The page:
Maybe times have changed and these things are now included in the dex file, but that doesn't seem to be a verbatim decompiler output to me.

Local variable names aren't normally stored in an APK, they're just refereed to by register numbers. For instance, I wouldn't expect to see "for(Pattern badHost : BAD_HOSTS)" (specifically the badHost) - last time I checked, this information would be lost during compilation.

I'm not suggesting that the code is falsified - the person that decompiled it probably just guessed at some variable names and re-factored to make it more readable. It just stood out to me, so I thought it was worth mentioning.

That's only true if you choose to obfuscate your code on android. I recently decompiled an apk and all variables/function names were perfectly readable

Even variable names? I know that class/method/field names are visible, but I didn't think that local variable names were. I can't see a reason for them to be, aside from debugging... and presumably they're not shipping a debug build.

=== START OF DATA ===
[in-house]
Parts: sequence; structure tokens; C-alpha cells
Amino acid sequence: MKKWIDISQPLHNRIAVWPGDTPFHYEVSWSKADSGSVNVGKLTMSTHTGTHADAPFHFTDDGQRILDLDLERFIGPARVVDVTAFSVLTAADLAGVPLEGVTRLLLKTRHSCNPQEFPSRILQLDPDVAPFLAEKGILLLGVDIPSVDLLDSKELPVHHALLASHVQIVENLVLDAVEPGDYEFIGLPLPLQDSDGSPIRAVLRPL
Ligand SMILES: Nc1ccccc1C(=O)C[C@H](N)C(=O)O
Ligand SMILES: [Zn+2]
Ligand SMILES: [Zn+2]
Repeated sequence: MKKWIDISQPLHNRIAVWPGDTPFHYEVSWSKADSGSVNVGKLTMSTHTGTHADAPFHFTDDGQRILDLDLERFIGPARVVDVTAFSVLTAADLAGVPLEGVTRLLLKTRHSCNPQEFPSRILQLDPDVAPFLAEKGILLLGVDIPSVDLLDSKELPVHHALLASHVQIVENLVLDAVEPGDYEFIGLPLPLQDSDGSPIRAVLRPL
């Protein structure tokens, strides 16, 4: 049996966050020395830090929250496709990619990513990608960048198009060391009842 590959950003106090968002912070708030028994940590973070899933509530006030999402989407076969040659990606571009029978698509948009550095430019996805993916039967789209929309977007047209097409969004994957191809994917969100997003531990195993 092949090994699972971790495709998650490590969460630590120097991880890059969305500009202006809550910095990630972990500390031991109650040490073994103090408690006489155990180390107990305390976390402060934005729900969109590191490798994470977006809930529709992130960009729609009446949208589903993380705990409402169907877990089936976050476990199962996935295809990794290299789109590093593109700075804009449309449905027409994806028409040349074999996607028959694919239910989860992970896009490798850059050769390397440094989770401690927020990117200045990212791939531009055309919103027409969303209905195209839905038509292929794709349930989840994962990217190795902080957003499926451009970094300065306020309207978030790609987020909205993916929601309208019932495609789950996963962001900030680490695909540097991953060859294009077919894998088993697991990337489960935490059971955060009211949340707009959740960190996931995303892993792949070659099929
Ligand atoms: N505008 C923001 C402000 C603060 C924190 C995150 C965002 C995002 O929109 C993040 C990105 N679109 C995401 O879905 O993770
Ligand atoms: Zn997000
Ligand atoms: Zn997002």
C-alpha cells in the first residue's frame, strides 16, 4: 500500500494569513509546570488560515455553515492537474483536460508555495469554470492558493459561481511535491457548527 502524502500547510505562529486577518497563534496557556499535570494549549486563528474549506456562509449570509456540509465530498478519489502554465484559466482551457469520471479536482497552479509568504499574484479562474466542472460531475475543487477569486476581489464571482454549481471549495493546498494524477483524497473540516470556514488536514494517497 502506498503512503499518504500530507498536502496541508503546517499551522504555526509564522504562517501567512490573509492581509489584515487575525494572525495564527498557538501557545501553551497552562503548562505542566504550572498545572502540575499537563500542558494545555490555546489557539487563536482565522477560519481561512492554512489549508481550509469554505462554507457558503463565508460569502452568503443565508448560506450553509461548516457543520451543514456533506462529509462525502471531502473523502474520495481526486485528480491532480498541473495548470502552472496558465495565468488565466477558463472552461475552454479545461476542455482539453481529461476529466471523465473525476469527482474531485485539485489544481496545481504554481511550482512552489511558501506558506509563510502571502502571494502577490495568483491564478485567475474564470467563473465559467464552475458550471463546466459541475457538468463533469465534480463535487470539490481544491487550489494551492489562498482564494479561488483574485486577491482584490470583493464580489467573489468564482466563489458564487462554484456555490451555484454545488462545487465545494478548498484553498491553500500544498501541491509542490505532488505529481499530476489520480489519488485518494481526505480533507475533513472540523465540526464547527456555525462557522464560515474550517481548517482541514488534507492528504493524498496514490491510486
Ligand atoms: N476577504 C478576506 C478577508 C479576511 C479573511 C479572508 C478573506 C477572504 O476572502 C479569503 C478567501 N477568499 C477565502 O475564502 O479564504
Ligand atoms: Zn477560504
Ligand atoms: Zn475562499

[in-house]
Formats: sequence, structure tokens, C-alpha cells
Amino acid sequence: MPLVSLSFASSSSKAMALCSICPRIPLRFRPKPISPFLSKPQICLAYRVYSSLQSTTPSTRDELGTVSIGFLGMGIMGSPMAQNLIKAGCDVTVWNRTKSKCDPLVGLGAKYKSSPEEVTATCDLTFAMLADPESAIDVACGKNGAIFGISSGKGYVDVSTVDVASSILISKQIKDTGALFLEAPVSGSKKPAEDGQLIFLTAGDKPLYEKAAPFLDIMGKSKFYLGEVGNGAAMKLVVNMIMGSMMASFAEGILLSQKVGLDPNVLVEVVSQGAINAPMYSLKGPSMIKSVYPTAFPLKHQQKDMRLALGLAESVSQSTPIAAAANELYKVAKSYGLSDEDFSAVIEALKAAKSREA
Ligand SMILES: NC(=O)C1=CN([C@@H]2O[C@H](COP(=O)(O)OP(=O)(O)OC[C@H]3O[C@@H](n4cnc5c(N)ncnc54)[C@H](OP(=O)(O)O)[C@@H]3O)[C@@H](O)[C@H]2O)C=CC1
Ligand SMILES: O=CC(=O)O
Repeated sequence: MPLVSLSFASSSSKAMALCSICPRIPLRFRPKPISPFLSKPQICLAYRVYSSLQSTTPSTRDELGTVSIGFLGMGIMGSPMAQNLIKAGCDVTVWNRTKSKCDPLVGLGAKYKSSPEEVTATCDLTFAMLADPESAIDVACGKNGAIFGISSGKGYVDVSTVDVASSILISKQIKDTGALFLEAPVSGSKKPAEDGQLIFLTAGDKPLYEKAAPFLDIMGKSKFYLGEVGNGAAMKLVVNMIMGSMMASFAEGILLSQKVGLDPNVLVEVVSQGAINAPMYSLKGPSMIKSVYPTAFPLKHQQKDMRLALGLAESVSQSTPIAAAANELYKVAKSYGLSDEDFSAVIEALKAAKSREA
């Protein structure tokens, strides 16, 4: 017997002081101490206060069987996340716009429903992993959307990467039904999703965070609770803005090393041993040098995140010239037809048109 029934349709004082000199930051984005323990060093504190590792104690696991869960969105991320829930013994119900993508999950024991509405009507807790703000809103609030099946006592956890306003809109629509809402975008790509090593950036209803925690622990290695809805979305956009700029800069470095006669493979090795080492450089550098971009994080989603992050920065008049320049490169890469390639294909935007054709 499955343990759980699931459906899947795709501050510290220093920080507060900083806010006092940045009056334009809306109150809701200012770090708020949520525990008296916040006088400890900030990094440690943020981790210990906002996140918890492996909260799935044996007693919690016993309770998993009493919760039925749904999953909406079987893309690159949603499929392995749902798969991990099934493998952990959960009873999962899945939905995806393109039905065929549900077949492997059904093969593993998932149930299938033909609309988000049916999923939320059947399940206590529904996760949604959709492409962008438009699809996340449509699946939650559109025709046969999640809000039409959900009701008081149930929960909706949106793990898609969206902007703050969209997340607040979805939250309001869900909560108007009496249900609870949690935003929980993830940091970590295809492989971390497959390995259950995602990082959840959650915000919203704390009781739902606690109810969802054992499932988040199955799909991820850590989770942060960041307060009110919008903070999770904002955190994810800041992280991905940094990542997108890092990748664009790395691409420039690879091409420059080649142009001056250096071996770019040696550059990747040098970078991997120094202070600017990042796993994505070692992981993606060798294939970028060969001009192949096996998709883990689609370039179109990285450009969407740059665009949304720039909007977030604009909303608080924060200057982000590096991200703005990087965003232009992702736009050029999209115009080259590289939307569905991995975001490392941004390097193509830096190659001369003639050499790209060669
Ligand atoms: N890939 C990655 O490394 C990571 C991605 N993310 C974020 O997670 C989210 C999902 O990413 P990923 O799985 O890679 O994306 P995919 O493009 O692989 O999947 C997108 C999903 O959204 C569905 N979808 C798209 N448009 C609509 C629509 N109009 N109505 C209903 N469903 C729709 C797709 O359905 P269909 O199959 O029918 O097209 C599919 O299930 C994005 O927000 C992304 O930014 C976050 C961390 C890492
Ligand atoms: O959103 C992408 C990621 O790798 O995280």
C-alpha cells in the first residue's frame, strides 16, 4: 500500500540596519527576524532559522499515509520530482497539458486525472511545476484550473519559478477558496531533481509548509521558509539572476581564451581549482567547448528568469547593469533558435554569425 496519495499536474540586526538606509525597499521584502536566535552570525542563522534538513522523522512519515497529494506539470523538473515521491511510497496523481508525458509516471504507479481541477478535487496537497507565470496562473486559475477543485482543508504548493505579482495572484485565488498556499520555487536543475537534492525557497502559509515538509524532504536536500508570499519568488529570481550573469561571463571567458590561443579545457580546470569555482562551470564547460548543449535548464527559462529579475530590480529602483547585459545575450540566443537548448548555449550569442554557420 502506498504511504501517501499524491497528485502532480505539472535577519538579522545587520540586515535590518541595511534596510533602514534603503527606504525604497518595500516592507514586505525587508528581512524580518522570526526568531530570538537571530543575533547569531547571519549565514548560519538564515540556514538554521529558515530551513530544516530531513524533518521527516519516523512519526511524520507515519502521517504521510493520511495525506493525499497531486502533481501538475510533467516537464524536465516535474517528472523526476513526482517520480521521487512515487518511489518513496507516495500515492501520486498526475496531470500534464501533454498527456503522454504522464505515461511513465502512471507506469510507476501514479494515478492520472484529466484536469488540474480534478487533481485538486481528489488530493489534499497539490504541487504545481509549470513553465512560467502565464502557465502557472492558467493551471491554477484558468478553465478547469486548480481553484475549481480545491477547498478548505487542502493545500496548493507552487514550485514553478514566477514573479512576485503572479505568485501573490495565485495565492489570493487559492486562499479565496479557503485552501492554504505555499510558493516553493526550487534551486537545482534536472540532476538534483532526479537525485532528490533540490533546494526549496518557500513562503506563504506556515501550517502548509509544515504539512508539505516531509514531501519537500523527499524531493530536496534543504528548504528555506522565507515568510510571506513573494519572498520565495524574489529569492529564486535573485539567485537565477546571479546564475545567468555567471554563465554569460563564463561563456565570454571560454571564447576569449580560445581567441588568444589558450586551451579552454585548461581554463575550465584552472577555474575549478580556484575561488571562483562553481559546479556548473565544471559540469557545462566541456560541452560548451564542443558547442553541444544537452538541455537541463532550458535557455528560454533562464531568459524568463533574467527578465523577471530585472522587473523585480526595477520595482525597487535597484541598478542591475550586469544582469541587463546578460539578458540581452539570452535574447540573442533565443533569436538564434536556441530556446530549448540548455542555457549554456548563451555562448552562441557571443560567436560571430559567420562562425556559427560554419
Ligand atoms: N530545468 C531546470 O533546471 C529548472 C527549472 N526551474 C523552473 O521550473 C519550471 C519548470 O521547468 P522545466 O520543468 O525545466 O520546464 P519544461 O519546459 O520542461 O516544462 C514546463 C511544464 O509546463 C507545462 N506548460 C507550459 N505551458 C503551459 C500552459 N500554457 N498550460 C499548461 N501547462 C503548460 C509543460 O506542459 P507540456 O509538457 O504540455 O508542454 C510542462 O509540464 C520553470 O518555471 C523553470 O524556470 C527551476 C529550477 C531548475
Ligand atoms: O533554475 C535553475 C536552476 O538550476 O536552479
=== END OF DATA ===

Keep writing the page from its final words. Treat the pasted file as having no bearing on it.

It used to be incredibly common for production APKs to contain Java debug info (line numbers and variable names). IIRC, Android Studio now sets up the Release builds to strip this out and do basic ProGuard optimizations, but if WhatsApp was migrated from an old build system or something, it could easily be missing this step.

Those were the days ;)

I was under the impression that it's now no longer possible to upload an APK that has been built in Debug Mode to Google Play. I don't know if other app stores (i.e. Amazon App store) are enforcing this.

Debug mode and obfuscation are completely seperate concepts. You can have a debug build with obfuscation or a release build without. Google Play doesn't care if an apk is obfuscated or not.

I don't work with Android, but java code is usually visible after decompilation. Unless there is specific obfuscation tech being used, you should assume all your java code can be seen by others.

Yes, the "code" is - it has to be in order for it to be executed. My point is that method variable names are not normally visible.

I'm not sure I follow -- this is what comes up from a random commercial project (I don't believe it's a debug build): http://i.imgur.com/OhdNC5A.png

What part would you refer to as "method variable name"?